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Learning Names and Faces with Anki

When I joined Atomic Object back in July 2012, learning the names and faces of my fellow Atoms was a challenge. I was working from our recently-opened office in Detroit, but most of the people in our company were based in our original Grand Rapids office. Aside from the three people I was working remotely with on my first project, I wouldn’t have much opportunity to see or interact face-to-face with Atoms in the other office.

Screenshot of the Anki software displaying a picture of the author, and the question "Who's That Atom?"I decided to use Anki to create a set of digital flashcards to help. On the front of each card, I put a person’s photograph from their bio page on our website, and on the back I put their name and some trivia, such as the year they joined Atomic.

Creating the cards in Anki was a piece of cake. I started with Anki’s built-in “Basic” card type, which simply has “Front” and “Back” fields, representing the two sides of a flash card. To make each card, I downloaded the person’s photo from our website, dragged the image file into the “Front” field in Anki’s “Add Card” window, then typed the person’s name in the “Back” field. Over time, I refined the cards and incorporated more of Anki’s features, such as tags, custom fields, and custom card layouts and styles.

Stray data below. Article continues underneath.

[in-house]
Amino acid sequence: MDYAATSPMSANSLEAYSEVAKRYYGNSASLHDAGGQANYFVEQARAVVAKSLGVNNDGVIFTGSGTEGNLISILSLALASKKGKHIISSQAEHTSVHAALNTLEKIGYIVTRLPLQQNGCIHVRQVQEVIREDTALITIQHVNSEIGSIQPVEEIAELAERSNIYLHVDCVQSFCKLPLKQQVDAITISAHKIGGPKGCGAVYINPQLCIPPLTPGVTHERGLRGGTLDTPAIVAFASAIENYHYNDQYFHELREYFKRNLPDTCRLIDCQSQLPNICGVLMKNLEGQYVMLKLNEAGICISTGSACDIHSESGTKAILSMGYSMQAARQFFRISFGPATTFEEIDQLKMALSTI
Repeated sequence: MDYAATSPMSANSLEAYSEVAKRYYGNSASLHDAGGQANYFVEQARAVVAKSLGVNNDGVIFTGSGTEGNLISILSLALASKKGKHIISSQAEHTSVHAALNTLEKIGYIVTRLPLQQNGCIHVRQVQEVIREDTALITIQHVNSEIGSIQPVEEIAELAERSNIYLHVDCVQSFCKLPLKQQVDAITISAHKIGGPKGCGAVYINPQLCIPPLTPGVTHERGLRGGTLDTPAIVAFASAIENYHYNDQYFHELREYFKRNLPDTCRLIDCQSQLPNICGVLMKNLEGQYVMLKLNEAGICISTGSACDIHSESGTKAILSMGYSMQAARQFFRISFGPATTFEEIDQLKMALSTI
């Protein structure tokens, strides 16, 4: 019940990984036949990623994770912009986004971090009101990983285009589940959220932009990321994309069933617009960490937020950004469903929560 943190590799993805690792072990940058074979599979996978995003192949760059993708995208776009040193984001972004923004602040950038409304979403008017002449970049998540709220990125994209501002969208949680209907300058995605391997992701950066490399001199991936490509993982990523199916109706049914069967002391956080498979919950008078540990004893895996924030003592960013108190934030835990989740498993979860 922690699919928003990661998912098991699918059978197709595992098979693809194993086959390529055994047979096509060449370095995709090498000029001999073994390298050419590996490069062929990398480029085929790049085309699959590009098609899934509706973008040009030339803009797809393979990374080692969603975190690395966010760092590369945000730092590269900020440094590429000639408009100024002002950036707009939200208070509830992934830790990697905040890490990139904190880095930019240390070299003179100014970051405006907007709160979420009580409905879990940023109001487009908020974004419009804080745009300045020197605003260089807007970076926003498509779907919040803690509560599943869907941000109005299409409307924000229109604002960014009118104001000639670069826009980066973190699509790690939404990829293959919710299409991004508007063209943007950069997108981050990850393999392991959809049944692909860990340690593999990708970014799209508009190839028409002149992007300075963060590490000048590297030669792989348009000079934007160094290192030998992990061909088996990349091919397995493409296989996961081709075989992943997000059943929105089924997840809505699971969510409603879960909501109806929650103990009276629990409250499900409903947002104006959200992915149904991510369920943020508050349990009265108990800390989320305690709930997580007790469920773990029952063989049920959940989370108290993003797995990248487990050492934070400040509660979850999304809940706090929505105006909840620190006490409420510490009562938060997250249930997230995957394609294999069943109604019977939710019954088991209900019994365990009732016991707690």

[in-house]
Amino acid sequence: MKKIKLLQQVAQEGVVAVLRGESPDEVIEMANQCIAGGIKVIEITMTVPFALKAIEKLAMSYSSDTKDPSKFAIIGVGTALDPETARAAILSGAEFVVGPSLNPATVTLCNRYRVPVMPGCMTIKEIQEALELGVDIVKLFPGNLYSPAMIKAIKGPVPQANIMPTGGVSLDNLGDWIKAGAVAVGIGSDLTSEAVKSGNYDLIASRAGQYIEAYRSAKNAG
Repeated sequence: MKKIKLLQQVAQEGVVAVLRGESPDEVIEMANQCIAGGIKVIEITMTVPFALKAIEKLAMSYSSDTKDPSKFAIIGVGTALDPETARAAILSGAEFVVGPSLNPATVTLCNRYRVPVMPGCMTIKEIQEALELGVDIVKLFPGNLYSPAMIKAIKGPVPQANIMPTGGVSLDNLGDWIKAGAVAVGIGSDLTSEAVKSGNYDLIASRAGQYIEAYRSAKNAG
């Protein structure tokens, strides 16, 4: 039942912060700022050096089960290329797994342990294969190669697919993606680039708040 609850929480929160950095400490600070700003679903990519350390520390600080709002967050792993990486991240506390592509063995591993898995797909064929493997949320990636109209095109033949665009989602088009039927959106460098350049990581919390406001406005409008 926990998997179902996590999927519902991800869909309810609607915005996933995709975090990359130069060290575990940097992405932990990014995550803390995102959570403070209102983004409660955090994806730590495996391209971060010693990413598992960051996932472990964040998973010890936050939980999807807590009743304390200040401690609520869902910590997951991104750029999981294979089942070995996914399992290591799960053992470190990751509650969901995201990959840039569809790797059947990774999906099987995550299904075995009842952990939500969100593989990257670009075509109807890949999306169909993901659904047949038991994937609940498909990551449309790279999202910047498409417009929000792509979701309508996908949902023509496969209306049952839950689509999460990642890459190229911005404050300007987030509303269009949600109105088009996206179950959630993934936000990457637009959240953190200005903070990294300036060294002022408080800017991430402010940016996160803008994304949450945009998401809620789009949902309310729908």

Every morning before work, I would spend 5-10 minutes reviewing cards on my computer. Anki uses a learning technique called spaced repetition. In a nutshell, the program adjusts how often you review each card based on how well you have learned it. On the first day, Anki showed me a random selection of 20 cards, which I cycled through until I could remember them all, at least for the moment. The next day, Anki would show me all those cards for review, plus a few new ones. Over time, as each old card became easier to remember, Anki would increase the number of days until I should review that again. This helped solidify the information in my memory, without wasting my time frequently reviewing cards I already knew well.

After about 2 weeks of daily review, I was able to effortlessly remember the name and face of all 35 or so employees working at Atomic at the time. The technique worked very well for me, so I shared it with the rest of the company, and have updated to the deck occasionally to reflect new hires, acquisitions, departures, and so on. Today, the card deck is a useful resource for our new hires to quickly become familiar with their peers in our Grand Rapids, Detroit, and Ann Arbor offices.